In Pisa there’s a huge mural by Keith Haring that is right downtown, yet off the tourist track (here are 5 ideas to discover the lesser-known side of Pisa). The story behind this mural may be more exciting than the mural itself, which is why we (at the social media team) have asked one of our friends to recall those days.The “Tuttomondo” mural was painted by Keith Haring in 1989 and it is about world harmony. Each of the 30 figures, which occupy 180m² (1937.5ft²) of the south wall of the St. Anthony church, represents a different aspect of the peace in the world: the “human” scissors represent the common effort of Men to defeat the serpent (representing the evil), which is already eating the head of the figure next to it; the woman with a baby in her arms represents Maternity, and the two men supporting the dolphin refer to Man’s relationship with nature. Alessio, in the post below, tells of how he, as a high school student, participated in making this mural along with the great artist! Apparently, Keith drew the whole thing freehand and he then asked for the help of students and passersby, to paint it. While he was there it was a veritable party under the mural, with Keith painting everyone and everything that came by – Vespas, tshirts, whatever. Many people in Pisa have these objects at home.
This large work, made in June 1989, was one of his last, as the artist died of AIDS the following February.
February 16th 2010 has been the 20th anniversary of the death of Keith Haring. The date was marked by the administration of Pisa with, fairly, a party under the wall!
Here is Alessio’s story:
Friends who know me now are often surprised that, before my career in web marketing, I was a bit of an artist and I went to the artistic high school in Pisa. 1989 was my last year of high school and I had the great fortune of encountering a legend of modern art: Keith Haring, who the following year lost the fight against AIDS.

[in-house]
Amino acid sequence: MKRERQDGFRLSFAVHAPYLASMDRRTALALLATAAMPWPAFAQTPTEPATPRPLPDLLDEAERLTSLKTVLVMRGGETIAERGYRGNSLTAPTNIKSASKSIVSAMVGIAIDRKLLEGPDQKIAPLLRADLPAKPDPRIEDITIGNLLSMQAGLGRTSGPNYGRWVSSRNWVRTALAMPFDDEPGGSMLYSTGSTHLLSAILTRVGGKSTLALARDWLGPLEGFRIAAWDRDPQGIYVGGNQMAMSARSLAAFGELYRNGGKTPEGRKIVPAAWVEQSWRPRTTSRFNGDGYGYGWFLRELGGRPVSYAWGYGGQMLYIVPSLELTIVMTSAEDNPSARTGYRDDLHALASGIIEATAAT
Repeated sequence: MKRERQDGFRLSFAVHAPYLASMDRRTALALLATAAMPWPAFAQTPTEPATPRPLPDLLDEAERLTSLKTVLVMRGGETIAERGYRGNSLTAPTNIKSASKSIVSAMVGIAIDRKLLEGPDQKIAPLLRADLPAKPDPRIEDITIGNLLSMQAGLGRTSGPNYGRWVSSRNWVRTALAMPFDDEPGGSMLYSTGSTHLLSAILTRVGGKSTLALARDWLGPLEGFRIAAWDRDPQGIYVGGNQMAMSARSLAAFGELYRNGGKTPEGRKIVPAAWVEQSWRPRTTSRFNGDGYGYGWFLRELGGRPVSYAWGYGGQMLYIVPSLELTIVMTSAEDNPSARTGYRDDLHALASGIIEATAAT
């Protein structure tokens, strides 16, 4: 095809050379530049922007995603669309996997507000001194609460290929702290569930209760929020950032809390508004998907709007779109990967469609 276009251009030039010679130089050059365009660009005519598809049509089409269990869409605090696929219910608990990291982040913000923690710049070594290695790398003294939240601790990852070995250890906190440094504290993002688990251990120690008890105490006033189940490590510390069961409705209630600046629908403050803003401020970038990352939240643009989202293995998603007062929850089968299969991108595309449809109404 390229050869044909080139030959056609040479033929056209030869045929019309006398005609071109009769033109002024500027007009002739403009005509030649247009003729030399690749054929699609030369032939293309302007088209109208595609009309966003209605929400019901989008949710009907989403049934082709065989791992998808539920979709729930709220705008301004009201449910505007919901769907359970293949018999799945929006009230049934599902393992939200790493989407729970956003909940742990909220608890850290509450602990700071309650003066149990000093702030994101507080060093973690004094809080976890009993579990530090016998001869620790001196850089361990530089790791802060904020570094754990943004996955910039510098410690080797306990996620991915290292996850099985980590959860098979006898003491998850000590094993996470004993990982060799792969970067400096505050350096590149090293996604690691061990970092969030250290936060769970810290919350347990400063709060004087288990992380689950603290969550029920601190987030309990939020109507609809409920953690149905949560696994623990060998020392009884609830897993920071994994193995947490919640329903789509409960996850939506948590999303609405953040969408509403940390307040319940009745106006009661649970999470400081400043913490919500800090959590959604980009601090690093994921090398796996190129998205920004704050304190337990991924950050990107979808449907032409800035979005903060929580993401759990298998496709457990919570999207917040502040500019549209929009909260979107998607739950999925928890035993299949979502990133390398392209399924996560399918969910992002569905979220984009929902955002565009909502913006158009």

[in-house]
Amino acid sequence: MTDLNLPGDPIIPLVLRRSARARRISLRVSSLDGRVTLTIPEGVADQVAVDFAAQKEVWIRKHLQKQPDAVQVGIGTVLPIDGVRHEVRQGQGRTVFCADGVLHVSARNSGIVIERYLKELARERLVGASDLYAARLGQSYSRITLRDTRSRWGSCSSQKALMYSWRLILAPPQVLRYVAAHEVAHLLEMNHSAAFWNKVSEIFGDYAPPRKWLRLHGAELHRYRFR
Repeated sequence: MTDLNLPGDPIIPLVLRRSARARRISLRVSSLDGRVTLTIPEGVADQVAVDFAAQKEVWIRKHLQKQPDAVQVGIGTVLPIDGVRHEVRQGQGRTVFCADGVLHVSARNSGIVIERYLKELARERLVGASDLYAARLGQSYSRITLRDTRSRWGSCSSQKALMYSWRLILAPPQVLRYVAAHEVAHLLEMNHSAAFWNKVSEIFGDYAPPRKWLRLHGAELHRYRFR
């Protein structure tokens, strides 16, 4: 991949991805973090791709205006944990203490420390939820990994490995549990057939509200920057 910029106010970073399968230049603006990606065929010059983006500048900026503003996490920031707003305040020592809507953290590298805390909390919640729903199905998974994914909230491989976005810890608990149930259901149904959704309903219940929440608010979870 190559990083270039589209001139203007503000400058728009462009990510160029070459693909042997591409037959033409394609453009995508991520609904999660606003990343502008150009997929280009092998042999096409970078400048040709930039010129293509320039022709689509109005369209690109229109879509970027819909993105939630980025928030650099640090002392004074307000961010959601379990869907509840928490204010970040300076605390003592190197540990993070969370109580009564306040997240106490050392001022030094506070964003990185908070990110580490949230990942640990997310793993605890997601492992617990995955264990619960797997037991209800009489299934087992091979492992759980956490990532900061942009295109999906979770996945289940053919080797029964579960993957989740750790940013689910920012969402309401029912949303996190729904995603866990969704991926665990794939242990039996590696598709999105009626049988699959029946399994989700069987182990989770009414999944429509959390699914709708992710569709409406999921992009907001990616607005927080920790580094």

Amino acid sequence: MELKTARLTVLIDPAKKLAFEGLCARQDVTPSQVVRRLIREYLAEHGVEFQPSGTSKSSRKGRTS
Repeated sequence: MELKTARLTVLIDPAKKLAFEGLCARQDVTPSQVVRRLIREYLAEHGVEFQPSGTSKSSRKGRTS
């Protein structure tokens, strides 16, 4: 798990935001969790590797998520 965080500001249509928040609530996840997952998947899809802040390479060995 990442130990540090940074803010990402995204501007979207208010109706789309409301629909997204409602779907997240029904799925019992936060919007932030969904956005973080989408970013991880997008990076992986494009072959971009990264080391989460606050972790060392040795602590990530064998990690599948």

If what he wanted was, as they say, to make art in an effort to change the world through positive influence, I’m sure that on those of us from the Istituto d’Arte di Pisa that had the fortune to participate in the painting of the “Tuttomondo” mural on the side of the convent in Piazza Sant’Antonio in Pisa, Keith left a strong and positive mark. This mark is one I think each of us feels when we pass by that piazza, a full 20 years later; I look for an excuse to go through there and to take a moment to look at that corner of the mural upon which I placed my brush.I still wonder why this work – one of the few “lasting” works conceived by Keith Haring and his last before his death – is not on the usual tourist route in Pisa. This painting that Keith came up with thanks to a casual encounter with a student in New York, that involved so many young people, represents a strongly idealized world. If upon first glance it might seem just a colourful wall, take the time to find the figures that are clearly allegorical, and you’ll see Evil Overcome, Nature, Birth. I wonder if Keith would have wanted his wall protected with that piece of plexiglass, or if 20 years ago he thought of it as a kind of “contemporary unfinished work” upon which, the following week, local urban artists might have had their say, added their creativity.
Keith changed my world, and he definitely made it better. Every time I look at that mural, maybe because of the fact that I know it was his last work, even as I rush past the piazza that is both at the heart of Pisa and external to it, I always have positive thoughts. That’s the magic of Keith.” Alessio Sbrana